Rube Goldberg, New York Sun (1883 -1970) His name became part of our vocabulary, not just as a well-known person, but as a descriptive term. Webster’s Unabridged Dictionary defines Rube Goldberg as: “1. Having a fantastically complicated improvised appearance: a Rube Goldberg arrangement of flasks and test tubes. 2. Deviously complex and impractical: a Rube Goldberg scheme for reducing taxes. Also, Goldbergian.”
Reuben Lucius Goldberg was born in San Francisco on the Fourth of July, 1883. His father, a practical man, insisted he go to college to become an engineer. After graduating from the University of California Berkeley, Goldberg went to work with the City of San Francisco Water and Sewers Department. His childhood love of art and cartooning prevailed however, and after six months he left to become an office boy in the sports department of a San Francisco newspaper. Once there, he kept submitting drawings and cartoons to his editor until finally he was published.
Success soon followed and Goldberg moved to New York where he drew daily cartoons for several newspapers. His work entered syndication in 1915, beginning his nationwide popularity. A prolific artist, Goldberg produced several cartoon series simultaneously; titles included Mike and Ike, Boob McNutt, Foolish Questions, Lala Palooza, and The Weekly Meeting of the Tuesday Women’s Club.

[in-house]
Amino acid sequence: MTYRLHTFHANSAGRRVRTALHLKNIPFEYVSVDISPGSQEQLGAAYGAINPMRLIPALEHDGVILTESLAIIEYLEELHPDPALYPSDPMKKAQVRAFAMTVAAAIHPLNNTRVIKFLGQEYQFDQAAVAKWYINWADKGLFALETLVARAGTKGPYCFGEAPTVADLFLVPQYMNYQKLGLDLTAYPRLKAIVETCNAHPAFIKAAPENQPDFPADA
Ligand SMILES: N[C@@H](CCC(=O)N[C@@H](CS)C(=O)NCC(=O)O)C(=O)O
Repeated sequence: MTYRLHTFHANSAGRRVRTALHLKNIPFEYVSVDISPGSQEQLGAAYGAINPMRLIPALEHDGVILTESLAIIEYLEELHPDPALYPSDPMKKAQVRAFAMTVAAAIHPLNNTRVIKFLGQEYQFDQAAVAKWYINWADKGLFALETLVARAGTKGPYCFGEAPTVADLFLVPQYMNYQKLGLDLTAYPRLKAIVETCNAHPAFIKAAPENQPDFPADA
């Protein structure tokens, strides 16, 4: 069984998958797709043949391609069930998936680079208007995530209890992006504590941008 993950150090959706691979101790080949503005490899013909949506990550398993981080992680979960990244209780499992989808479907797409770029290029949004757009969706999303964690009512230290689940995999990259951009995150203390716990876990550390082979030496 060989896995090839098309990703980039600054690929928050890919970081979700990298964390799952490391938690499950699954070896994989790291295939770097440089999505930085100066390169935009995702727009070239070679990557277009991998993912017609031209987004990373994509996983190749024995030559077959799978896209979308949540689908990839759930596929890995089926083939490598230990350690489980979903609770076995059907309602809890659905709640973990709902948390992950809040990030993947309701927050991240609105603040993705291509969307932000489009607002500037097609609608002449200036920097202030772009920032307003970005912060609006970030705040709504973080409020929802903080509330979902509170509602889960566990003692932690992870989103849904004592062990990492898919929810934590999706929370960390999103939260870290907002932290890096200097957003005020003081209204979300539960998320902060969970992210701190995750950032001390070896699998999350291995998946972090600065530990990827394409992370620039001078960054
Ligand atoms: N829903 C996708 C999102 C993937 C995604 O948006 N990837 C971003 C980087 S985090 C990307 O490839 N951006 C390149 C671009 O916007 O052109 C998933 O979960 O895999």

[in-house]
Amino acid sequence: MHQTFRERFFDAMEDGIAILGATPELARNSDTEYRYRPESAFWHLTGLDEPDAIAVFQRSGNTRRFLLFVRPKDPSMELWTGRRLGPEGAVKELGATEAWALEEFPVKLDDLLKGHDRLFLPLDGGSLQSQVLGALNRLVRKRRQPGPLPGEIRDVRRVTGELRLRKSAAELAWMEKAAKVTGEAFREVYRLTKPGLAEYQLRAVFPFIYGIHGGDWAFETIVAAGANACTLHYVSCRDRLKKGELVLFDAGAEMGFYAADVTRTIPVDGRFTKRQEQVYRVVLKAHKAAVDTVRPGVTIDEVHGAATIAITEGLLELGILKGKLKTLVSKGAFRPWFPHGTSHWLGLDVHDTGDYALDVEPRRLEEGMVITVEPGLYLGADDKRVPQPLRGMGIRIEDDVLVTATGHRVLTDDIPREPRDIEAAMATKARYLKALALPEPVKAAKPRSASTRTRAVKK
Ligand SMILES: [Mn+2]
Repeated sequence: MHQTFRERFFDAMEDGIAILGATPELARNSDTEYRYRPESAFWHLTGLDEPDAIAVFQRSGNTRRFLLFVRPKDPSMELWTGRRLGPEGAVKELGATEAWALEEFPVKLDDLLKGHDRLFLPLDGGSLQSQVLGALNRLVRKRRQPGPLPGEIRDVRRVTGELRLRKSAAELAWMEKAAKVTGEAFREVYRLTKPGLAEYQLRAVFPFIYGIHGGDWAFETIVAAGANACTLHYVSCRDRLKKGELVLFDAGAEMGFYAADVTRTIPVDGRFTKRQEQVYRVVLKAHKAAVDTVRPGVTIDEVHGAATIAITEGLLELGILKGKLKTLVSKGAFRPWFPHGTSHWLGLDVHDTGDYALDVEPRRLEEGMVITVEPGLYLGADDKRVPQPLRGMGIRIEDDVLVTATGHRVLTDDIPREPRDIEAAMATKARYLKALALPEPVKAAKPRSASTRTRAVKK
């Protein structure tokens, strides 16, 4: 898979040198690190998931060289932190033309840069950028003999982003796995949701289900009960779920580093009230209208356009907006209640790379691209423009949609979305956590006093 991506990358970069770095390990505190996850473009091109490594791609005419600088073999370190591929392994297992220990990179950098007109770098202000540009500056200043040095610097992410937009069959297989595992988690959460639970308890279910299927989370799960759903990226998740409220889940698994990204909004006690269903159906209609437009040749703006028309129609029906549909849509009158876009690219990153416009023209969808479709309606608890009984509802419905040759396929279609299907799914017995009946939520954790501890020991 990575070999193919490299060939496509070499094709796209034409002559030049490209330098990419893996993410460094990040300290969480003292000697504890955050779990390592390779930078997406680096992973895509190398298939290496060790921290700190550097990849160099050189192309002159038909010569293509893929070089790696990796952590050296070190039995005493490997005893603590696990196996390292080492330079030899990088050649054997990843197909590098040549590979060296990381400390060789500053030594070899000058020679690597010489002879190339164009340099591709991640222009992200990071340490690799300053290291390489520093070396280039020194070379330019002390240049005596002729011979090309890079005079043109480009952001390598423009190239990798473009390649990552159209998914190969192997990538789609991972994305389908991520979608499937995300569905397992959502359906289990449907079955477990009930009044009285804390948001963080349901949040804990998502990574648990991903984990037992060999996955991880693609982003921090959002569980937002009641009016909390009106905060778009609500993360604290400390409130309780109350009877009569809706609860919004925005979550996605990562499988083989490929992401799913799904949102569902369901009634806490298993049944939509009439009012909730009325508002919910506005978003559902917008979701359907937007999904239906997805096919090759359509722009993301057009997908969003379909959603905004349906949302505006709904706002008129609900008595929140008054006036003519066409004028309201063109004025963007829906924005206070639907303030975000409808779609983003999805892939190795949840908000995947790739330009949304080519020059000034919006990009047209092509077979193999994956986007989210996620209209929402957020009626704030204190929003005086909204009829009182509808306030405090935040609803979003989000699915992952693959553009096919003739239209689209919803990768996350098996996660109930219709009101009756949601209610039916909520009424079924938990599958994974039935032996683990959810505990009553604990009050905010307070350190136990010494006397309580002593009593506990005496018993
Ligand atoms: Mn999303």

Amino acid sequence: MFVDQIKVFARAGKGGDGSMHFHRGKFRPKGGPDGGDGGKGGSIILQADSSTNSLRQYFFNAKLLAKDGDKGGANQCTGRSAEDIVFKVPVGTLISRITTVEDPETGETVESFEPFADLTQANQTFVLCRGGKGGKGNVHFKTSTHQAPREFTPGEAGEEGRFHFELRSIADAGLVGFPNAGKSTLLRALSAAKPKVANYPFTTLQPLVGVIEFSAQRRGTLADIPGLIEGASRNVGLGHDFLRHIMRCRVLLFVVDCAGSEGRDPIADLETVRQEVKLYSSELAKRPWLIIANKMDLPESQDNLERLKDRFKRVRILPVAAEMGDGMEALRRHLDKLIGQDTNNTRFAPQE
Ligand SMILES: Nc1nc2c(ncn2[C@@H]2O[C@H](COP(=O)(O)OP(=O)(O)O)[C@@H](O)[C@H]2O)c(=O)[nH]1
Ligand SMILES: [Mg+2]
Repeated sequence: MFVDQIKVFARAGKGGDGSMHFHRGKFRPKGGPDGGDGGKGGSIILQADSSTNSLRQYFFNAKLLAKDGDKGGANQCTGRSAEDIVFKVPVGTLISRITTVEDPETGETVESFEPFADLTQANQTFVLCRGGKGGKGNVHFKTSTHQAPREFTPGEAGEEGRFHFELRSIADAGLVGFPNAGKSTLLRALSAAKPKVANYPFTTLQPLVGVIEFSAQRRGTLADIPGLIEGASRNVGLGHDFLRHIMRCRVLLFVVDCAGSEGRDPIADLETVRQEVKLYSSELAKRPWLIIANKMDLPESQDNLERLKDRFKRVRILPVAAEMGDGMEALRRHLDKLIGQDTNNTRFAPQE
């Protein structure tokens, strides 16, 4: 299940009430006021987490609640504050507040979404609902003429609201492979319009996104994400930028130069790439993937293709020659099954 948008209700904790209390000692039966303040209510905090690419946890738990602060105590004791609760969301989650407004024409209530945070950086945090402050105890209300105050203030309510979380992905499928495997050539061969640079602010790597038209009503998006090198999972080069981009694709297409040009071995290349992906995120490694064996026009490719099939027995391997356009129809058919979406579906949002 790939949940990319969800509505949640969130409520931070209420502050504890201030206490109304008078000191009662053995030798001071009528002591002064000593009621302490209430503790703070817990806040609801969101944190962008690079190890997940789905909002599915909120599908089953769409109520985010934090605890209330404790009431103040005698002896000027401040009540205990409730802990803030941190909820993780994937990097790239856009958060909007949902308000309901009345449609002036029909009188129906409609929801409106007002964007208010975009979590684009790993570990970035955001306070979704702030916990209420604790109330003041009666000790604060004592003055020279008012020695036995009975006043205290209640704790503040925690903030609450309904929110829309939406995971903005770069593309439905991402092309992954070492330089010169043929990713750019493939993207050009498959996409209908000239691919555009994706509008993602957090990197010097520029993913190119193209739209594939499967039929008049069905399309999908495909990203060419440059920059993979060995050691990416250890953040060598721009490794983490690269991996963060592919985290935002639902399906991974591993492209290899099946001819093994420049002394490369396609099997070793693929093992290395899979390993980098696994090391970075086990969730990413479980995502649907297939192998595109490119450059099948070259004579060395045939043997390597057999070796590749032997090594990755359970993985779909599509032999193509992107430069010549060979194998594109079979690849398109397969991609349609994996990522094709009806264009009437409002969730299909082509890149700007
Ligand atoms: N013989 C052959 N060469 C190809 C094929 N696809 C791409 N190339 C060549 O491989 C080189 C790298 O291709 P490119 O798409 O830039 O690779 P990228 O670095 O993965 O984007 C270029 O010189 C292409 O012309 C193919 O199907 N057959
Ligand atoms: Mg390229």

While all these were quite popular, the one which led to his lasting fame involved a character named Professor Lucifer Gorgonzola Butts. In this series, Goldberg would draw labeled schematics of comical “inventions” which would later bear his name and make Rube Goldberg synonymous with over-engineered, unnecessarily complicated devices and schemes.
A lesser known fact about Goldberg is that he served as a political cartoonist with the original New York Sun from 1938 until the paper went out of business in 1950. He was successful in this endeavor as well and was awarded the Pulitzer Prize for his political cartooning in 1948.
Goldberg retired from cartooning in 1964, only to become a prominent bronze sculptor. He died in 1970 but his art lives on in many forms, such as the annual Rube Goldberg Machine Contest sponsored by a Purdue University engineering fraternity — the goal of which is to “challenge students to take a few steps back from reality and have fun making the most complicated, roundabout device to complete a simple task.”